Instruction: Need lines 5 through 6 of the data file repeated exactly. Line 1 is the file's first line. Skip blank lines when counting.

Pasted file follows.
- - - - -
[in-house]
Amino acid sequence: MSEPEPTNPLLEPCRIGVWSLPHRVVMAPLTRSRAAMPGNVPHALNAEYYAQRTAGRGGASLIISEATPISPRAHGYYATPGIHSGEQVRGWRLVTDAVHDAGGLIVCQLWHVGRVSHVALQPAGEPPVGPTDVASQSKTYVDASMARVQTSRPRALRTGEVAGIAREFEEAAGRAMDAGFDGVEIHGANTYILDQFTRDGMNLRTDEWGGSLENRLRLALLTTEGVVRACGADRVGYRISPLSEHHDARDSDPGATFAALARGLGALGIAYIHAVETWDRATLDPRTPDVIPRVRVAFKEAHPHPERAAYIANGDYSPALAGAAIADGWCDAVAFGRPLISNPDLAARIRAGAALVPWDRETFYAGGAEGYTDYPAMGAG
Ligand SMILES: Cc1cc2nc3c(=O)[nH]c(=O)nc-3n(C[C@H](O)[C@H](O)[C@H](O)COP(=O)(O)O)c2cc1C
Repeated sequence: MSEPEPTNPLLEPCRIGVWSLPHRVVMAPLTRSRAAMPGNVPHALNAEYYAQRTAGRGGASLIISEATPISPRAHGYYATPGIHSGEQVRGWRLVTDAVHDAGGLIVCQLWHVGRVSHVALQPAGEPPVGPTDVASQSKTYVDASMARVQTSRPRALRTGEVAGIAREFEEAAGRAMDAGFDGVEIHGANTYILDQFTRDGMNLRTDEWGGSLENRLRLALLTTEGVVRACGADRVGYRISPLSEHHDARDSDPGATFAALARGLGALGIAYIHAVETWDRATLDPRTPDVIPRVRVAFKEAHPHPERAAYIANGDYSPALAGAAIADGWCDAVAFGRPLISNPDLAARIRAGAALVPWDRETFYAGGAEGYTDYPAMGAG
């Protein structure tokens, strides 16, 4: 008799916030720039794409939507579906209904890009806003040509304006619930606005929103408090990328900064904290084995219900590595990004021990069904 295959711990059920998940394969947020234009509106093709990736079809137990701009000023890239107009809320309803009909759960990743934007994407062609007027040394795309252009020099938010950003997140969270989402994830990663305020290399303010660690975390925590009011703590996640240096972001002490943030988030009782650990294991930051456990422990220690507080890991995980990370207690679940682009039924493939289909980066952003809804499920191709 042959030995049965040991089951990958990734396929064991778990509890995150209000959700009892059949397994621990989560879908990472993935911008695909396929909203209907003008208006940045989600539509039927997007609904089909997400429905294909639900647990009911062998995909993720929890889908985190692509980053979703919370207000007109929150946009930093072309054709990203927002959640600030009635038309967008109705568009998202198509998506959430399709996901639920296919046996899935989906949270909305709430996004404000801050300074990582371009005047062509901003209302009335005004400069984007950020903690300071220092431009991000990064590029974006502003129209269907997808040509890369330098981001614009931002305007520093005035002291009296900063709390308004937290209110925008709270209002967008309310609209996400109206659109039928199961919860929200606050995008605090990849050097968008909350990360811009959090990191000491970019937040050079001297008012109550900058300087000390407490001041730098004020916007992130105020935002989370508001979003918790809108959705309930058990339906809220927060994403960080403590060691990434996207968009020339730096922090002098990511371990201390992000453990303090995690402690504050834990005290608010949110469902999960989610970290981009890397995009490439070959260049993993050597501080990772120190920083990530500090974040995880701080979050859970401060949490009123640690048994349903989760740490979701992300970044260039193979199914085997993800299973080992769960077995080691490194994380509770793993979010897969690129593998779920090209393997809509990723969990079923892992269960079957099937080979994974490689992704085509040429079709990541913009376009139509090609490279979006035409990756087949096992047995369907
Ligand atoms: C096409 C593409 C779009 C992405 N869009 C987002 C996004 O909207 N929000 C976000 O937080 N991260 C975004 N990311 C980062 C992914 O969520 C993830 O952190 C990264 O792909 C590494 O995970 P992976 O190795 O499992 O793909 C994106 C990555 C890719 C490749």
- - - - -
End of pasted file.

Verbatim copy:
């Protein structure tokens, strides 16, 4: 008799916030720039794409939507579906209904890009806003040509304006619930606005929103408090990328900064904290084995219900590595990004021990069904 295959711990059920998940394969947020234009509106093709990736079809137990701009000023890239107009809320309803009909759960990743934007994407062609007027040394795309252009020099938010950003997140969270989402994830990663305020290399303010660690975390925590009011703590996640240096972001002490943030988030009782650990294991930051456990422990220690507080890991995980990370207690679940682009039924493939289909980066952003809804499920191709 042959030995049965040991089951990958990734396929064991778990509890995150209000959700009892059949397994621990989560879908990472993935911008695909396929909203209907003008208006940045989600539509039927997007609904089909997400429905294909639900647990009911062998995909993720929890889908985190692509980053979703919370207000007109929150946009930093072309054709990203927002959640600030009635038309967008109705568009998202198509998506959430399709996901639920296919046996899935989906949270909305709430996004404000801050300074990582371009005047062509901003209302009335005004400069984007950020903690300071220092431009991000990064590029974006502003129209269907997808040509890369330098981001614009931002305007520093005035002291009296900063709390308004937290209110925008709270209002967008309310609209996400109206659109039928199961919860929200606050995008605090990849050097968008909350990360811009959090990191000491970019937040050079001297008012109550900058300087000390407490001041730098004020916007992130105020935002989370508001979003918790809108959705309930058990339906809220927060994403960080403590060691990434996207968009020339730096922090002098990511371990201390992000453990303090995690402690504050834990005290608010949110469902999960989610970290981009890397995009490439070959260049993993050597501080990772120190920083990530500090974040995880701080979050859970401060949490009123640690048994349903989760740490979701992300970044260039193979199914085997993800299973080992769960077995080691490194994380509770793993979010897969690129593998779920090209393997809509990723969990079923892992269960079957099937080979994974490689992704085509040429079709990541913009376009139509090609490279979006035409990756087949096992047995369907
Ligand atoms: C096409 C593409 C779009 C992405 N869009 C987002 C996004 O909207 N929000 C976000 O937080 N991260 C975004 N990311 C980062 C992914 O969520 C993830 O952190 C990264 O792909 C590494 O995970 P992976 O190795 O499992 O793909 C994106 C990555 C890719 C490749």